The Peach Boy
In order to raise funds to establish a mini library and improve facilities in the Japanese language classroom, the Japanese Language Club of Anderson School presented a musical titled, “Momotaro” (The Peach Boy) at its school hall on Saturday, September 3. The attendance was overwhelming.
“Momotaro is a famous Japanese folktale filled with moral values. It’s about a courageous boy who saves his homeland from the ogre’s attack. He goes to the ogre’s island with his band of friends. During his adventure, Momotaro also displays obedience to his parents. Working behind the scenes, students are instilled with the discipline, punctuality and teamwork needed to make this charity drama a success,” Loh Kok Hoong, the drama director and head of the Japanese language panel told Ipoh Echo. Preparations began in May by his team of over 60 students from Form 1 to Lower Six.
“I want to bring the dramatic traditions back to Anderson, as the school’s last dramatic production was in the 1950s. As a language teacher, I find drama very educational as students can practise language articulation and grammar in a more interesting way besides exhibiting their talent and creativity,” the amiable Loh added.
“The character I am playing is very mischievous, funny and cunning. Momotaro needs him to show the way to the ogre’s island,” said Jude Isaac Stanley, the 16-year-old who played the monkey. Almost all of the actors involved were champions of the national level Japanese language drama competition held in 2014.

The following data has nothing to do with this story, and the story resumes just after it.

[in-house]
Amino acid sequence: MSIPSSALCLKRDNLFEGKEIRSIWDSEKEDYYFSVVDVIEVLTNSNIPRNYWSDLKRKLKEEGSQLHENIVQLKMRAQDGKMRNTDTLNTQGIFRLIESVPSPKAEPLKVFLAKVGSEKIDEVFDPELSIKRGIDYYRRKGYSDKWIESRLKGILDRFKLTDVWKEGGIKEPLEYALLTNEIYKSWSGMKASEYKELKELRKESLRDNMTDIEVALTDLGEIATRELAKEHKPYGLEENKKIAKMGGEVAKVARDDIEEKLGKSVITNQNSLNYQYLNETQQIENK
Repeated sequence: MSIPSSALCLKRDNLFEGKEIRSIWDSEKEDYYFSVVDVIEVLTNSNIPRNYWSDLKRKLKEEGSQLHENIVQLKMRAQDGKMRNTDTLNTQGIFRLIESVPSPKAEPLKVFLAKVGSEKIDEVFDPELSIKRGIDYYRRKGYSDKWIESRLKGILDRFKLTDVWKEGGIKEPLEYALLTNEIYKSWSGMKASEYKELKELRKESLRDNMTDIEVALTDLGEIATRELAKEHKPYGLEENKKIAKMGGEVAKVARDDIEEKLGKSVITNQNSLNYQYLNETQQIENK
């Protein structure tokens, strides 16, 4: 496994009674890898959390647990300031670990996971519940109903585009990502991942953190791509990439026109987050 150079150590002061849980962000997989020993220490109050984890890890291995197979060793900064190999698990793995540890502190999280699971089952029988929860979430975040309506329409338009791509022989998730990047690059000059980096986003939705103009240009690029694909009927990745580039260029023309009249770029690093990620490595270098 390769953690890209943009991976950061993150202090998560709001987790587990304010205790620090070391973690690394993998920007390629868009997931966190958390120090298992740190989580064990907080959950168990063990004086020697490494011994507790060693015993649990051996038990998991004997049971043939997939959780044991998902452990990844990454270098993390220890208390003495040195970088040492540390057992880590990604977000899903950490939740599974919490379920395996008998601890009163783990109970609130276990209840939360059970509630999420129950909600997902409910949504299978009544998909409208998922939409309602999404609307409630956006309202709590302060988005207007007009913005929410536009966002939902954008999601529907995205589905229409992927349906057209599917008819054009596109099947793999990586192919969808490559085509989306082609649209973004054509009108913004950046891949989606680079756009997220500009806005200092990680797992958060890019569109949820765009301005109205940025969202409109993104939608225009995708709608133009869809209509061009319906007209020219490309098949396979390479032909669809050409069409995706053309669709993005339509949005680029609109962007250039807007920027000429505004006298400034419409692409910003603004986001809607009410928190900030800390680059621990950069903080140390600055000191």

The musical play was accompanied by a choir and orchestra playing self-composed lyrics and melodies. The live musical ensemble featured a combination of Western and Chinese instruments.
One charming character was Mrs Nobu, played by Muhammad Firdaus Bukhari, who had a mind of her own and kept the audience in stitches with her perpetual sore throat, unpredictable nature as well as dramatic reactions.
Kudos to all the crew who removed and assembled the handmade props for each scene with lightning speed. I especially loved their attention to detail, from the use of waving blue cloth as the flowing river to the casual fiddle of the kendama (a traditional Japanese toy) in a conversational scene.
The night ended with plenty of cheers and precious memories.